Gov. Gretchen Whitmer recently encouraged school districts to reopen their doors to in-person learning by March 1. This is another abrupt turn in the governor’s pandemic policies. The state’s current data on COVID-19 do not appear to support such a move, especially in context of the governor’s previous actions. Which raises a question: Do the state’s COVID metrics even matter anymore?
Gov. Whitmer provided a three-and-a-half page “rationale” for reopening schools. But most of the reasons it offers have been obvious for a long time. It says, “schools are essential,” “students have struggled with remote learning” and “parents need schools open in order to support their families and contribute to our economy.”
The document does cite a couple of recent academic studies that suggest in-person schooling in some places was not associated with increased COVID-19 hospitalizations or a significant contributor to community spread of the disease. This is valuable research, but similar findings have been known for months. The World Health Organization, for instance, released a document in mid-October that pointed to studies showing that “closing schools reduced community transmission less than other social distancing interventions.”
Yet, just two months ago, closing schools remained a key element of the governor’s strategy to control the spread of the coronavirus. She forced all high schools to close on Nov. 18 by a pandemic order issued by the state health department. At a press conference, the governor declared that high schools were “inherently more risky in terms of COVID spread than our younger grades.”
High schools were targeted along with movie theaters, casinos, stadiums, bowling alleys, bars and restaurants — places state officials think are large contributors to COVID spread. High schools were later allowed to reopen under an order issued Dec. 18. They moved quickly from being near the top of the list of chief COVID-19 spreaders to serving as “safe learning environments and safe workplaces,” as Gov. Whitmer’s “rationale” document now calls all schools.
Encouraging schools to reopen for in-person learning also seems in opposition to the state’s “official risk levels,” provided by the MI Safe Start Map. The stated purpose of the map is “to assist public health officials in making state, regional, and county-level decisions related to COVID-19.” Among those decisions is whether to allow in-person schooling.
The map’s risk levels are associated with Gov. Whitmer’s MI Safe Start Plan, which outlined how to “re-engage while continuing to keep our communities safe.” According to that plan, released May 7, schools were to remain closed to in-person instruction when their region was in the fourth-highest risk level or higher of the MI Safe Start Map.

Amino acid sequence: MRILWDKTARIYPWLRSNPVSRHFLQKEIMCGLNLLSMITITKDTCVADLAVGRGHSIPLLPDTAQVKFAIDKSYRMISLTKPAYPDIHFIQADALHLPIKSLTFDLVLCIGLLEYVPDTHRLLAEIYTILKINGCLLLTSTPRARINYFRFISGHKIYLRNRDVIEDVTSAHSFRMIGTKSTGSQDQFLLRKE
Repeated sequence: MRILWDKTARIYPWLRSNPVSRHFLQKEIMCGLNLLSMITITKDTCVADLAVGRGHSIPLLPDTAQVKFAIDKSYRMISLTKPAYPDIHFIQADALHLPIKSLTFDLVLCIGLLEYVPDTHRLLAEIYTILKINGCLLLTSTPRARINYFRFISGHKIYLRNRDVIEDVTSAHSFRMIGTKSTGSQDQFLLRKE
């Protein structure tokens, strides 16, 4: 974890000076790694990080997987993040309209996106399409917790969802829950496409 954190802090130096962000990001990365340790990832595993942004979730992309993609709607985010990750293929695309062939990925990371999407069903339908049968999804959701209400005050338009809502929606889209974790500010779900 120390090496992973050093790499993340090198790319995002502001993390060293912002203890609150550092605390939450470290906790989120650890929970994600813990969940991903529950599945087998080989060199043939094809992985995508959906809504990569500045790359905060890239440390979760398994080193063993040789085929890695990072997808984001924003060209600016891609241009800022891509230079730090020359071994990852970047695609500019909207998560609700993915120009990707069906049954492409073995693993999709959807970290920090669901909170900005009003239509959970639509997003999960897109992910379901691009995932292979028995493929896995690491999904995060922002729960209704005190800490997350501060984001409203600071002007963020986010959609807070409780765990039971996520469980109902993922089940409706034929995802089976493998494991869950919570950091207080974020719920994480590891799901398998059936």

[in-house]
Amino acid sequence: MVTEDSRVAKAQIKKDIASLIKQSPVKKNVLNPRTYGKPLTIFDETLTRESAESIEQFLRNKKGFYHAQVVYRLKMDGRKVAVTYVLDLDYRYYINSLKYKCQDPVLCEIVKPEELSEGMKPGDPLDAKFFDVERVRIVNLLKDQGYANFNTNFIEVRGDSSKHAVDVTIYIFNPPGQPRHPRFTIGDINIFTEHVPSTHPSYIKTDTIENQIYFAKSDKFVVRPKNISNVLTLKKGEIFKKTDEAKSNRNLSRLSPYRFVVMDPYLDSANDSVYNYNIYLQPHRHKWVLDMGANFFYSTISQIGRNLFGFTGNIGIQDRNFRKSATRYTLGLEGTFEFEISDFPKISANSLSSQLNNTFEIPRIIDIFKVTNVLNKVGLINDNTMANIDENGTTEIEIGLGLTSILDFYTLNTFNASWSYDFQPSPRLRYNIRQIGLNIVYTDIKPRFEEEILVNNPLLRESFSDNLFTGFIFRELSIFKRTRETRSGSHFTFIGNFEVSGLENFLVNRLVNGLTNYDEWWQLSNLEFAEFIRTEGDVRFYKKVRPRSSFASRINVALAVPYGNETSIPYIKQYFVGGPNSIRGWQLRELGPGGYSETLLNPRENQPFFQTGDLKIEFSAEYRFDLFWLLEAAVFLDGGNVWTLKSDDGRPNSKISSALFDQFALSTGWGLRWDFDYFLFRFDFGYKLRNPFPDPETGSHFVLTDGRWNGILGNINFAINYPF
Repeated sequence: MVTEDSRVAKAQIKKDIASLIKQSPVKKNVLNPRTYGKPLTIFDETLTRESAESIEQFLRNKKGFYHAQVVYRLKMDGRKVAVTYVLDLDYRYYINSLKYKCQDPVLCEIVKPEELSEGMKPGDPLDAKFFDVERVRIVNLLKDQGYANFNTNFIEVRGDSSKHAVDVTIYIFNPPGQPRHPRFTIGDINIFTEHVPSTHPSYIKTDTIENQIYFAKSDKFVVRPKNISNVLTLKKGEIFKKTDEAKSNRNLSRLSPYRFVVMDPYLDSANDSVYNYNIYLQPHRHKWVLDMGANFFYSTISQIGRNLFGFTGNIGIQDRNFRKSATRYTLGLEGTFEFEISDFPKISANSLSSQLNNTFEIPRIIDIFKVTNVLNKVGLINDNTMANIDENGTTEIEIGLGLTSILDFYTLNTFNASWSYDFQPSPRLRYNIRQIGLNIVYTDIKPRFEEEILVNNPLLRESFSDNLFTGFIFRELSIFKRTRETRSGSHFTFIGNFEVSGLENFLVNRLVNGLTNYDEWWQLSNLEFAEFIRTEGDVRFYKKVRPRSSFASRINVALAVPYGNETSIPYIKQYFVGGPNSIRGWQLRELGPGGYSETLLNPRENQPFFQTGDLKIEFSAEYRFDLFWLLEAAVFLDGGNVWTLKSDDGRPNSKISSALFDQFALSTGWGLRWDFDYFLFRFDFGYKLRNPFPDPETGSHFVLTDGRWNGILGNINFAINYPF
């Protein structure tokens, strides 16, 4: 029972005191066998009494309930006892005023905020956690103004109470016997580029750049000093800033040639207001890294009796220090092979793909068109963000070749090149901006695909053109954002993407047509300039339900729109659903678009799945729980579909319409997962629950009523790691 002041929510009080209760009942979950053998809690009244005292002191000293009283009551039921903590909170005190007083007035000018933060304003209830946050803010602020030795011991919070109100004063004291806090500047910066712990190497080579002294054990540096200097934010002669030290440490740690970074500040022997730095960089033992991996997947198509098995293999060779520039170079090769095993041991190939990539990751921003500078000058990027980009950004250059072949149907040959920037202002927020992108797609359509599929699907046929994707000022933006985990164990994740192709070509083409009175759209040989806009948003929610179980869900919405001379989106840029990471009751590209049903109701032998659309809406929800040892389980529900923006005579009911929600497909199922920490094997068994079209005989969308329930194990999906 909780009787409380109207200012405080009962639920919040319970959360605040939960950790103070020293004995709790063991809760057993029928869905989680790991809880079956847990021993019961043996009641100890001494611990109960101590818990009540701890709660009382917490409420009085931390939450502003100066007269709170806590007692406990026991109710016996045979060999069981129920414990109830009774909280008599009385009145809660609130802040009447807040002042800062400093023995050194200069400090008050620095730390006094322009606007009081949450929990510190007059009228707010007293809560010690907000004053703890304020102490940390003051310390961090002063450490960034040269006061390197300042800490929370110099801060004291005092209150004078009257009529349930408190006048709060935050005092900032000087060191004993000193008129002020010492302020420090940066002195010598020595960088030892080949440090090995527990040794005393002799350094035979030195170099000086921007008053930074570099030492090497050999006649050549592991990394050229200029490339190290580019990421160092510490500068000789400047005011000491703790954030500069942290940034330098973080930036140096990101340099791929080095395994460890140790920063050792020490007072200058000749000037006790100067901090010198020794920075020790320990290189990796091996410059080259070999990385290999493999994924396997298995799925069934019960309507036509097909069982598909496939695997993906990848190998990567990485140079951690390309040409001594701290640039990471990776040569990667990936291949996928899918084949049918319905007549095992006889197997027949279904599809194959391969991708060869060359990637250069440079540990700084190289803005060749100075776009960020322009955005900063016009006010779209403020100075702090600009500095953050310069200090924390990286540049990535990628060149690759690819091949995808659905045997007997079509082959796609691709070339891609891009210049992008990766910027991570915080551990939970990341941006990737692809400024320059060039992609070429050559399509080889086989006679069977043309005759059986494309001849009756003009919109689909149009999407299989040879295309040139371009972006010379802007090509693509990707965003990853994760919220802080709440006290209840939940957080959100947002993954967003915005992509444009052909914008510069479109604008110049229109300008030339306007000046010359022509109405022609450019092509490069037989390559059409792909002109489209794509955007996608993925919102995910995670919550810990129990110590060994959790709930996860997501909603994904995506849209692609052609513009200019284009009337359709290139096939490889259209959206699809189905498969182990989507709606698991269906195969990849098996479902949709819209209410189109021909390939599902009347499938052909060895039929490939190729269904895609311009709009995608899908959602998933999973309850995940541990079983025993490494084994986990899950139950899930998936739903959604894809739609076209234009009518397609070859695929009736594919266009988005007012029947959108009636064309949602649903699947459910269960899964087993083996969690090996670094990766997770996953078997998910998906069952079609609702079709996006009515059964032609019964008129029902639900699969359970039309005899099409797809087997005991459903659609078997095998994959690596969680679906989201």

Later, on June 30, the governor released different requirements for schools. These specified that schools must be closed for in-person instruction when in the third-highest risk level or higher. At present, all but five counties are in the highest regional risk level. The governor appears to be going against her own established risk ratings and levels.
In early July, the governor was “very unsure” if Michigan’s COVID-19 case numbers were low enough to allow schools to reopen in the fall. She said on July 9, “On the trajectory we’re on … [reopening schools is] very much in question.” Positive COVID tests had risen from about 30 per million in mid-June to about 75 per million by mid-July, according to the MI Safe Start Map. On July 28, the governor warned again: “If the numbers continue to go up, then we may not be able to resume in-person instruction.”
The daily positive COVID tests figures remained that high until mid-September, when they began to increase significantly. On Jan. 8, the day she encouraged schools to reopen, the number of positive tests per million was about three times higher than it was six months ago, when the governor was unsure if schools could safely reopen. So, risk levels and daily positive tests no longer seem to matter when it comes to some of the governor’s decisions.
Gov. Whitmer’s latest policy reversal is not simply a result of having learned more about the virus since the pandemic began last spring. We have learned more, it’s true. But it’s also been clear for a long time that children are significantly less susceptible to the virus than adults, and that schools can effectively use socially distancing within their walls to limit spread. We’ve also known that full-time remote learning is significantly setting back countless children, that school environments are important for children’s social and emotional development, and that parents, especially low-income, working parents, rely on schools as they juggle the demands of their daily lives. The real question is why it took Gov. Whitmer so long to learn these lessons.
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